Recently I took part in a guided tour of our remaining native Karri forests with the West Australian Forest Alliance . I remember visiting these forests as a child, it is always inspiring. The first time I climbed the Gloucester tree near Pemberton I was barely in my teens. At 72m tall, the Gloucester tree was the highest 14-year-old me had ever been.
When I heard the new Forest Management Plan will double the scale of logging in our remaining Karri forests (1), I wanted to see the implications of this for myself. I knew it would be painful to see, but I had to go. I had to bear witness and share the tragic reality of clear-felling with you.
Only 10% of our native Karri forest remain today, BEFORE logging expands.
After what I witnessed I have no doubt this new plan, if allowed to continue, will leave us with no pristine Karri forest left. It’s no wonder activists have begun taking direct action to halt the destruction (1,2,3).
I am very glad they have.
We’re not talking a few trees here, we’re talking about the whole forest.
The whole forest is destroyed during clear-felling, the trees are virtually all chopped down, the undergrowth intentionally stomped with machinery. Once the process is complete and no wood remains to be logged, the area is set on fire.
From canopy to understory, to soil and, eventually, to river systems, the destruction is all consuming. I can barely imagine how we might damage the ecosystem more if we tried.
All that remains are a few ‘habitat trees’, required to be left behind at a rate of 5 trees per hectare in mixed Karri/Jarrah forests, and only 2 trees per hectare in Karri only areas (1).
This rate of retention is not nearly high enough to maintain a healthy forest canopy, let alone support the wide variety of native birds and other unique wildlife whose survival has depended upon these forests for thousands of years.
Even the chosen ‘habitat trees’ are often damaged during the logging.
In the short term felled forest are left with no canopy to provide shade, vital to maintaining moisture levels of rich forest soils. As the soils dry out they release methane, carbon, and are drained of nutrients.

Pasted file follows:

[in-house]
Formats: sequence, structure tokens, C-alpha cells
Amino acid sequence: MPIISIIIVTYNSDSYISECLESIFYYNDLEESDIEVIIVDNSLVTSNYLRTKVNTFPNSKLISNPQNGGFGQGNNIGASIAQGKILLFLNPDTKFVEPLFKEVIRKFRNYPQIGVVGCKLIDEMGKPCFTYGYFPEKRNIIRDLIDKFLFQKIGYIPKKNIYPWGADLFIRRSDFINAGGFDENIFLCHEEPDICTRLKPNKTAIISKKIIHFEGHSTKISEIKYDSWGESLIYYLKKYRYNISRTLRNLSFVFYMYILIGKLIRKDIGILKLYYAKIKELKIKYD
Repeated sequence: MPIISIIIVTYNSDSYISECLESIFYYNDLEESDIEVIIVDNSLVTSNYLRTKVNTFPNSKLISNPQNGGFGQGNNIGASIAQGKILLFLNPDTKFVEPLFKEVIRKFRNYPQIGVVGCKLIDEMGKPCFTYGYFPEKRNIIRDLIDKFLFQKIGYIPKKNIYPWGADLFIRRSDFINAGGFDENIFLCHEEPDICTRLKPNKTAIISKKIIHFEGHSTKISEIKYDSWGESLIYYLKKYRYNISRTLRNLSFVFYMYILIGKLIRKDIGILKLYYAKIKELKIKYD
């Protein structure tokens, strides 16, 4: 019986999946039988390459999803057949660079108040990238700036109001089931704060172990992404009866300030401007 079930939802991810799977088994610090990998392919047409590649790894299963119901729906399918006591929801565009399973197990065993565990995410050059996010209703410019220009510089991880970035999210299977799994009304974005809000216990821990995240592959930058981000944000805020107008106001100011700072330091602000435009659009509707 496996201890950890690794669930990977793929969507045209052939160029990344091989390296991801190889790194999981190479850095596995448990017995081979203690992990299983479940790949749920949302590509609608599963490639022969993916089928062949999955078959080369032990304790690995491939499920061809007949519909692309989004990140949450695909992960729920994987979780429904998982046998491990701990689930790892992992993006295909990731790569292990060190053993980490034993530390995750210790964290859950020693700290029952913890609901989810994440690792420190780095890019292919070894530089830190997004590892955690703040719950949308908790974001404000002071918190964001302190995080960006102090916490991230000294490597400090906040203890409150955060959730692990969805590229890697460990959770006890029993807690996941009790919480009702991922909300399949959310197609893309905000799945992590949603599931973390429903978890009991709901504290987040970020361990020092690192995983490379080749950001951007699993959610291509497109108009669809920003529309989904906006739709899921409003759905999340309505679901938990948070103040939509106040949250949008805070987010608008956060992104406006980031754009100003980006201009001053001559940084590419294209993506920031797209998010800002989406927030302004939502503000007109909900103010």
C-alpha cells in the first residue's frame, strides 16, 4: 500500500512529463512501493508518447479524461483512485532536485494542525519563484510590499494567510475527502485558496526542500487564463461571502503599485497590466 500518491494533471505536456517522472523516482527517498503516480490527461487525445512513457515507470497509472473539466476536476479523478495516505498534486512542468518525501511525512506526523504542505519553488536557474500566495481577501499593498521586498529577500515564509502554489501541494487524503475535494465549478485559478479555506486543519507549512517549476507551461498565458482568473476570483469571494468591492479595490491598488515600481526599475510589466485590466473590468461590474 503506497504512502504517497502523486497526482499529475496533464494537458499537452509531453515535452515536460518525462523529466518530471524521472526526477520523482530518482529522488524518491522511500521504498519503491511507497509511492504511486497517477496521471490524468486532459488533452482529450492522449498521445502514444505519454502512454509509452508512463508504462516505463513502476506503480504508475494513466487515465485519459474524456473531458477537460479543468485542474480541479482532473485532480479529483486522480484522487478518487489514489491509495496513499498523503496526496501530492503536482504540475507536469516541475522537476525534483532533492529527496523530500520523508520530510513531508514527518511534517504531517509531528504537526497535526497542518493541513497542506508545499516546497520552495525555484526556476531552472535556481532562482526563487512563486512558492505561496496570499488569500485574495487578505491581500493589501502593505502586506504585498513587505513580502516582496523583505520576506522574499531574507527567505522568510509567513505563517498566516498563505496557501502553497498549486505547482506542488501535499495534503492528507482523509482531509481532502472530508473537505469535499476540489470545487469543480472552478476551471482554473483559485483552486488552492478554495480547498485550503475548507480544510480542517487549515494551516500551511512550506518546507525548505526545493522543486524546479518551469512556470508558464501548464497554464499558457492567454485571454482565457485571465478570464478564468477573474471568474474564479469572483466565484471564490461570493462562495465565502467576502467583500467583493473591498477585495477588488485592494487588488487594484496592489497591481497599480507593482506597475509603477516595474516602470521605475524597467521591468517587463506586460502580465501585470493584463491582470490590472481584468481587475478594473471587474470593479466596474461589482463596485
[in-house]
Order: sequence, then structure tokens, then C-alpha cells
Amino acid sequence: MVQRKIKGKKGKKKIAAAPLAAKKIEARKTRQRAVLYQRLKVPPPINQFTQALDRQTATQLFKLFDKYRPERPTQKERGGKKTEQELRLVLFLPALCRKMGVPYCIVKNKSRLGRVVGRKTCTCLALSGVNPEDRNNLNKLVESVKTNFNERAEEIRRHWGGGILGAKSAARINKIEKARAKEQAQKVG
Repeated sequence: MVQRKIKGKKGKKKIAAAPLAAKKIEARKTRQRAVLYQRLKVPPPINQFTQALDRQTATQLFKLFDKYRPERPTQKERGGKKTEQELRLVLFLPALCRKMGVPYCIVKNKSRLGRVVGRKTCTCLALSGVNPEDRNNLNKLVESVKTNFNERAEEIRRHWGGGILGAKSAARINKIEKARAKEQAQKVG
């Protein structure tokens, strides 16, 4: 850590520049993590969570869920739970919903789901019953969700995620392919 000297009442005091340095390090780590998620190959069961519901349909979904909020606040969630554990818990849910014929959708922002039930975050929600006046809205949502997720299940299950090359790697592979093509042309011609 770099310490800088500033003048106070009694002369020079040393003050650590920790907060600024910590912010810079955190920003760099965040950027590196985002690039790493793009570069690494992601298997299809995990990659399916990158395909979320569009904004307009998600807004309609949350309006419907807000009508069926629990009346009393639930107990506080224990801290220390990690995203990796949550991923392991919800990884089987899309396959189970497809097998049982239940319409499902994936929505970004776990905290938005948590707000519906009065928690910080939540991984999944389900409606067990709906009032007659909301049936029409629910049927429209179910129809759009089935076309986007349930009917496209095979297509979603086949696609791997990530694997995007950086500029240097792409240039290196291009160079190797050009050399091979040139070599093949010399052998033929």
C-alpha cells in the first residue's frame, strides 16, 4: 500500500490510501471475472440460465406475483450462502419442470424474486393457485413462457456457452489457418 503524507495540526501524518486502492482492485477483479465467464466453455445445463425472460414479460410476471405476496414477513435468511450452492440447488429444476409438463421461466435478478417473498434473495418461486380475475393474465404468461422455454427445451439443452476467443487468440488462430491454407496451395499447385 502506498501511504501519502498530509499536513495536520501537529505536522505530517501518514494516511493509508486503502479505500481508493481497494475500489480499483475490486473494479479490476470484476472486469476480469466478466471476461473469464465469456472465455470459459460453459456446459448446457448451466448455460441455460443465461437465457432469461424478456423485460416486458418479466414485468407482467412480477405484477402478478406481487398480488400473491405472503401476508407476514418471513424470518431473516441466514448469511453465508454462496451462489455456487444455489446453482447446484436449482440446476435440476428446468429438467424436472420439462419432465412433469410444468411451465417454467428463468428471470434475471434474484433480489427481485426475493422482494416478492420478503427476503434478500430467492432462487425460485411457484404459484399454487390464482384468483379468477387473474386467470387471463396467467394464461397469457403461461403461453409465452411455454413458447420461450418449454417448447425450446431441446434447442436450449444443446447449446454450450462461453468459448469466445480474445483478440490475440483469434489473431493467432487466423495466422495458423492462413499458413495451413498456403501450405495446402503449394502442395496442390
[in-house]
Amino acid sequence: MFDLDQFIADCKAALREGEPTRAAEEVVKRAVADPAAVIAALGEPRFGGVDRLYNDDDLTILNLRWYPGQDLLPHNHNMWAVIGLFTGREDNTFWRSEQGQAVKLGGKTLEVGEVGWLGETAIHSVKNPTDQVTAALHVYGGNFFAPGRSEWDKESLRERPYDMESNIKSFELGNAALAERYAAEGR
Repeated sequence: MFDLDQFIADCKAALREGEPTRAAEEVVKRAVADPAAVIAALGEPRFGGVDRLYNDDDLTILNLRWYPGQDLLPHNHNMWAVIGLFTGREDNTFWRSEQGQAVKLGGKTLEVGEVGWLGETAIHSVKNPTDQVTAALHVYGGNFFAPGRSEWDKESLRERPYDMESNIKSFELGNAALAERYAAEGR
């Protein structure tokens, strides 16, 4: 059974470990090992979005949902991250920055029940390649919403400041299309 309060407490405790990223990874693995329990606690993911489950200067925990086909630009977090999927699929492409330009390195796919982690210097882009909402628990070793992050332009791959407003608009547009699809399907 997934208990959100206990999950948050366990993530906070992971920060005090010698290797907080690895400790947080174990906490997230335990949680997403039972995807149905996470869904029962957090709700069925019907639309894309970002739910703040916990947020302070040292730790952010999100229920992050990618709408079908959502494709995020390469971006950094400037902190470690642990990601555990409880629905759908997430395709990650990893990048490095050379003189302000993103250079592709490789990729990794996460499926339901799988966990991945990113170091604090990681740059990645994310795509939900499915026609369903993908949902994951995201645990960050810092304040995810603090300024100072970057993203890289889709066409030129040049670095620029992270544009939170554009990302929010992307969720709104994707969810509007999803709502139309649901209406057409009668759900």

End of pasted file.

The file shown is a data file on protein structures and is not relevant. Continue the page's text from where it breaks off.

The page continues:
In the tracks of earth moving equipment used during felling – extreme soil degradation becomes evident immediately. Soils held together for centuries by year-round moisture now rapidly turn to mud.
In Challar Forest the next heavy rains will wash now muddy soils of recently clear-felled forests into our south-west’s last remaining pristine river systems around Deep River.
Why isn’t this better regulated?
Why is the forestry industry NOT subject to the same wildlife conservation laws and environmental standards required of the mining and tourism industries? It sure should be. No industry should be exempt from environmental regulations.
We all have an obligation to preserve our ecosystems for future generations. Especially those receiving public funding in a democratic society.
It doesn’t even make cents (or sense).
Did I mention native forest logging actually COST taxpayers in Western Australia more than $20 million last year? Yes, you read correctly.
It makes no sense for us to continue logging native forest. No logical argument stands to show this industry is more beneficial to the state than it is damaging and expensive.
On the other hand, maintaining our native forests offers a significant no-risk income stream in the form of carbon credits, and real sustainable jobs in the fields of tourism, agriculture and forest management.
It is time the State Government stepped up and put a blanket ban on the logging of our remaining native forests and extended environmental protection laws to fully cover the logging industry.
Lets keep our remaining forests beautiful for future generations.
Support the West Australian Forest Alliance and join the fight to stop the logging of WA’s remaining native Karri forests.